In my last newsletter, I noted that the earliest church fathers understood Jesus as none other than the Lord God of the Old Testament, though distinguishing him from Jesus' Father, God Most High. Of course they also understood him as the promised Messiah. The Apostles refer to Jesus as both Christ and Lord. There is no clear record in the New Testament about Jesus teaching the Apostles that he was the only Creator as the Apostles did in fact teach, but that automatically follows if one understands Jesus as the Lord Jehovah. A subject that I did not address is whether anyone in Second Temple Judaism understood the promised Messiah would be none other than the Lord himself. For sure, Rabbinic Jews of today do not understand their future Messiah this way.

In fact the coming of the Lord may be a greater theme in the Old Testament than the coming of the Messiah. The coming of the Lord was more associated with judgement; the coming of the Messiah, with justice. But these must occur together. As to how much the Messiah and the Lord were equated in the non-canonical writings of Second Temple Judaism, I leave to other scholars. Here I will explain why all Jews should have expected that the Messiah and the Lord would be one and the same and why Jewish expectation of a Messiah who is not the Lord himself can never fulfill the Old Testament promises.

I begin with a matter from the Old Testament that troubled me from the beginning of my faith due to the fact that I had not been taught to see the Lord of the Old Testament as also the promised Messiah. I have in mind the passage from the book of 1Samuel pertaining to the Lord's indulgence in permitting Israel to have a king like the nations (gentiles).
So all the elders of Israel gathered together and came to Samuel at Ramah.  They said to him, "You are old, and your sons do not walk in your ways; now appoint a king to lead us, such as all the other nations have." But when they said, "Give us a king to lead us," this displeased Samuel; so he prayed to the LORD. And the LORD told him: "Listen to all that the people are saying to you; it is not you they have rejected, but they have rejected me as their king. [1Sam 8:4-7]

In asking for an earthly king, Israel rejected the Lord as their king.  Before this point, Jacob had lived without an earthly king for four hundred years. Israel could exist as a nation without a central government because Israel had a government of laws: the Law of Moses given by the Lord. Their national history was tied to their Lord God. That maintained their identity so long as Israel remained separate from the nations who served other gods.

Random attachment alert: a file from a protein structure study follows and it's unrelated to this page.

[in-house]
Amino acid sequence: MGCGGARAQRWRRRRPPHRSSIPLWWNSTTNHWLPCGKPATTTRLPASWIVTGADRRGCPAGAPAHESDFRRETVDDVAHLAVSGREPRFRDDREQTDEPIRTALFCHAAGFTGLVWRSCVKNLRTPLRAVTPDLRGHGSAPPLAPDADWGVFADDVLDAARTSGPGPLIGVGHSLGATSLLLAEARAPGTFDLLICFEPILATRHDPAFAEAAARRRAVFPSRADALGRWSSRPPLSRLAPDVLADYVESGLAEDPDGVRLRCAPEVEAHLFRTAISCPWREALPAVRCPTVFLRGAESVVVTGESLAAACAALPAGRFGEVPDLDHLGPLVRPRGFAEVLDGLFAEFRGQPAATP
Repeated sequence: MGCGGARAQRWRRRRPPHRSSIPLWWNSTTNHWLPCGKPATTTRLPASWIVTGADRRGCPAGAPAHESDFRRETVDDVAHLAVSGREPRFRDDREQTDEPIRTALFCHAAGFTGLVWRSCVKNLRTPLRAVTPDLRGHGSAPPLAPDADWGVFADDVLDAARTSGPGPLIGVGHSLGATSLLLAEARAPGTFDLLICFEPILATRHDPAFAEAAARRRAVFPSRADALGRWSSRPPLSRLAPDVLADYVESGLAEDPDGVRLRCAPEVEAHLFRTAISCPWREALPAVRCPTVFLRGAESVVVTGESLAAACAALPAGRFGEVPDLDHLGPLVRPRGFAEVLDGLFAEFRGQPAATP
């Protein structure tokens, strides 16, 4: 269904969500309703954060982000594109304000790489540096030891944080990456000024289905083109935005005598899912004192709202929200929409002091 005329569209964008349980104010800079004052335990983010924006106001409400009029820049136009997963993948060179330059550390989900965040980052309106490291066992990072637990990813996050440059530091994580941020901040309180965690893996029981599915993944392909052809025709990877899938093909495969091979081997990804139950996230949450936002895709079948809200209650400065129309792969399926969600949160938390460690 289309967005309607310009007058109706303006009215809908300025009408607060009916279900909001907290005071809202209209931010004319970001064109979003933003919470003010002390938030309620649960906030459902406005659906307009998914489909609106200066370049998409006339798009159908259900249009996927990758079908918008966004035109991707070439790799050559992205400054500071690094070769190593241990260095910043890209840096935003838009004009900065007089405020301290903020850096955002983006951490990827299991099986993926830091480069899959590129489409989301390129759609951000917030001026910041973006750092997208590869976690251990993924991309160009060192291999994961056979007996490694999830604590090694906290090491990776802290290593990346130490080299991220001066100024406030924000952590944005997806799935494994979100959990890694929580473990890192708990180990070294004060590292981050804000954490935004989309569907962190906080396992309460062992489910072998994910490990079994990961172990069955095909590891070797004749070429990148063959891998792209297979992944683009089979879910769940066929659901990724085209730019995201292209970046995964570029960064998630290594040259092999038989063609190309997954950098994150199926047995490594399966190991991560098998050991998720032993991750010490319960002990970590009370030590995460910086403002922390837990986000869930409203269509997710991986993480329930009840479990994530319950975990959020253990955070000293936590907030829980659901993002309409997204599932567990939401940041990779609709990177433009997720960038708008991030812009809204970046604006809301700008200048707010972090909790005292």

Every Israelite, family, clan, and tribe had voluntarily to respect and enforce these laws because Israel had no standing government. Nor did they need a government to protect them from the surrounding nations who knew how Israel's God had delivered them from Egypt and drove out the nations who had dwelt in the land before them. Those things did happen and the world of that day knew about it. Impressing fear upon the surrounding nations was one reason that the Lord delivered Israel from Egypt using a mighty hand and why he brought them into the Promise Land by acts that would become widely known. For long periods during the era of the Judges, the nations left Israel alone. But when Israel sinned, the Lord would bring the king of some other nation to subject Israel until the Lord's nation sought their Heavenly King. Rule by a Heavenly King meant charismatic anointing, judges who the Lord raised up to deliver his people. Israel of those days may have been the freest nation in all of history. 

Now, Israel wants to be like the other nations, depending for their security on an earthly king rather than the unseen Lord. The kings of Israel and Judah would eventually lead these nations to apostasy and exile. In fact the Lord had long warned what would happened if Israel decided for an earthly king. (Deu 17). Samuel warned them again. The problems occurred even among the Davidic line of kings. David himself had many wives and called for a census that would be used to tax and conscript Israel. What King of Israel accumulated more silver or gold or had more wives than Solomon? Foreign wives of Davidic kings introduced foreign gods to Israel.

Problem is: considering the Messianic promise to David, how could the Lord ever again become Israel's only King? That might suggest a permanent regression in the plan of God. Does the Davidic promise mean that Israel is destined to be like the other nations in rejecting the Lord as their only king? But the Lord had a way to solve the problem. He would himself become the promised Messiah.